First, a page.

Anchorage Schools React To ‘No Child Left Behind’ Waiver

Vernon Campbell. Photo from ASD.
Vernon Campbell. Photo from ASD.

Anchorage School District administrators are reacting to the U.S. Department of Education’s announcement that Alaska will receive a waiver from the ‘No Child Left Behind’ (NCLB) law.

Vernon Campbell is Executive Director of Federal Programs for the ASD. He says the district is pleased that the state got the waiver, mainly because, under NCLB, the district had to set aside money to help low-income students, even if they were highly proficient.

The waiver will allow the district the flexibility to concentrate those funds on the academically neediest, not just the poorest.

“There’s more flexibility for the district to utilize, I’m gonna say about 30 percent of its funds in ways that make better sense to the district. Following the previous formula we were required to say tutor students while they were low income they might have been highly proficient but under rule we had to tutor them. Under waiver we’ll have more flexibility of concentrating those funds on students that are the academic neediest,” Campbell said.

He says the district has been implementing changes, working up the waiver, for some time.

“The adoption of common core standards is part of the waiver package. The other thing is the new teacher and principal evaluation system, which will find student achievement being a feature of their evaluation. That’s been around since December of this past year. And so folks need to realize that those are features of the waivers. They’re assurances that the state gave in order to receive the flexibility waivers,” Campbell said.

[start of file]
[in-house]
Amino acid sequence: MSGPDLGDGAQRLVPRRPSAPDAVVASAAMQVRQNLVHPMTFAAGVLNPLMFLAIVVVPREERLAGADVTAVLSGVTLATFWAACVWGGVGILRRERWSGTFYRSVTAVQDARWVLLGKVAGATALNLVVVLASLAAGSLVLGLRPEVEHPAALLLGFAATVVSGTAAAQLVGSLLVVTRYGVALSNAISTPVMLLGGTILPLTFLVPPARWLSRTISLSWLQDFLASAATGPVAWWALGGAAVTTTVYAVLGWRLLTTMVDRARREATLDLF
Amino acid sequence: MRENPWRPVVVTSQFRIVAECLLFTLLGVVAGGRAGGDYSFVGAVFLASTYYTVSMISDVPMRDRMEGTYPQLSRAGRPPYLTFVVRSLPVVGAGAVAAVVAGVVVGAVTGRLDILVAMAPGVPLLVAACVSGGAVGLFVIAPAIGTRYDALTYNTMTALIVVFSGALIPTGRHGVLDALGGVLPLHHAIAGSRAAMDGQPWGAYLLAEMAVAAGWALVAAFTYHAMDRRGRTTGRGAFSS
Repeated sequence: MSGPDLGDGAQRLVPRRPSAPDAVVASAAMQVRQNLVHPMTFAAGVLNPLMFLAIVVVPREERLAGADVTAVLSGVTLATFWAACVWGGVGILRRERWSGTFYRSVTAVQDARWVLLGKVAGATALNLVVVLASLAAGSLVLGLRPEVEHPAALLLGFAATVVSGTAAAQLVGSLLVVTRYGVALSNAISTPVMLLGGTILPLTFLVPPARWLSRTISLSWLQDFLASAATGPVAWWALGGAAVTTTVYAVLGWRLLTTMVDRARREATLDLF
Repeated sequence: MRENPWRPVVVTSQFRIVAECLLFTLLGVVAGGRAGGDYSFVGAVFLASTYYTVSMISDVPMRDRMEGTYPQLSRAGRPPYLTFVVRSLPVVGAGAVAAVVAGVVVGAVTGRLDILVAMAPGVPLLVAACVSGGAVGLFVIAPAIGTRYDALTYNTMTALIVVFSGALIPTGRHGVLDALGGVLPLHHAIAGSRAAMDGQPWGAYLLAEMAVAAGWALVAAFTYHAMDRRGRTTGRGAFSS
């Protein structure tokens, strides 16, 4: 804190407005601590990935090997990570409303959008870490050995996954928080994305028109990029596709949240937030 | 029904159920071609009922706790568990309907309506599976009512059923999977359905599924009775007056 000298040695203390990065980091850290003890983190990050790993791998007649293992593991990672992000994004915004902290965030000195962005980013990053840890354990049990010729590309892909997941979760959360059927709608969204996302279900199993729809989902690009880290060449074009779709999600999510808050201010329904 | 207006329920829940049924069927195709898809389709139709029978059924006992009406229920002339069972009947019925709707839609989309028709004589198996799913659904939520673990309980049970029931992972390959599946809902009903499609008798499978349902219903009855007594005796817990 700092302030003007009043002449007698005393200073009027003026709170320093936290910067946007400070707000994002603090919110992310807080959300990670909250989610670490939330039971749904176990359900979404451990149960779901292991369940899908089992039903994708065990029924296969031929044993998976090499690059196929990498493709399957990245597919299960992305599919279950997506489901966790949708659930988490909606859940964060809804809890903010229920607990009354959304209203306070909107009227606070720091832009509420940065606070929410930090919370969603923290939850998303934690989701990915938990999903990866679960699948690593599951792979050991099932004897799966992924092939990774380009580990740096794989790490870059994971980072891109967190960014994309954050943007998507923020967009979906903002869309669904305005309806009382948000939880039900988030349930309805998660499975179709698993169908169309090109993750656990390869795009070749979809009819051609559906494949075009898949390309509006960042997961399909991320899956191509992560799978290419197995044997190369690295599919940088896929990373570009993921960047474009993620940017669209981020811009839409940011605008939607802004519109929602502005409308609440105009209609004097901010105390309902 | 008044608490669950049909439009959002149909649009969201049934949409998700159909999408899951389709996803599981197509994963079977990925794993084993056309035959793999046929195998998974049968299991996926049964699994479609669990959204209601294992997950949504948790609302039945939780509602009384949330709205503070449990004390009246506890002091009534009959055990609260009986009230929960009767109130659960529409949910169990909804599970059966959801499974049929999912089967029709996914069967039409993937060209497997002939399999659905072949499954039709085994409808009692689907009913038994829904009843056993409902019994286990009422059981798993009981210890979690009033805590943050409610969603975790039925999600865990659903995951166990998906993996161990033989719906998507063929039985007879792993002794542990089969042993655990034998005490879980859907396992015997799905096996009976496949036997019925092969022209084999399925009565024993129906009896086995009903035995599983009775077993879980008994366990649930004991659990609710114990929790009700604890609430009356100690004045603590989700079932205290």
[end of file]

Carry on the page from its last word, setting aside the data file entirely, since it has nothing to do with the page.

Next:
Campbell says students will still be required to take the Alaska Standards Based Assessment test, but the waiver will eliminate some testing. The waivers go into effect at the beginning the school year next fall.

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Daysha Eaton is the News Director at KBBI in Homer. Daysha Eaton holds a B.A. from Evergreen State College, and a M.A. from the University of Southern California. Daysha got her start in radio at Seattle public radio stations, KPLU and KUOW. Before coming to KBBI, she was the News Director at KYUK in Bethel. She has also worked as the Southcentral Reporter for KSKA in Anchorage. Daysha's work has appeared on NPR's "Morning Edition" and "All Things Considered", PRI's "The World" and "National Native News". She's happy to take assignments, and to get news tips, which are best sent via email. Daysha became a journalist because she believes in the power of storytelling. Stories connect us and they help us make sense of our world. They shed light on injustice and they comfort us in troubled times. She got into public broadcasting because it seems to fulfill the intention of the 4th Estate and to most effectively apply the freedom of the press granted to us through the Constitution. She feels that public radio has a special way of moving people emotionally through sound, taking them to remote places, introducing them to people they would not otherwise meet and compelling them to think about issues they might ordinarily overlook.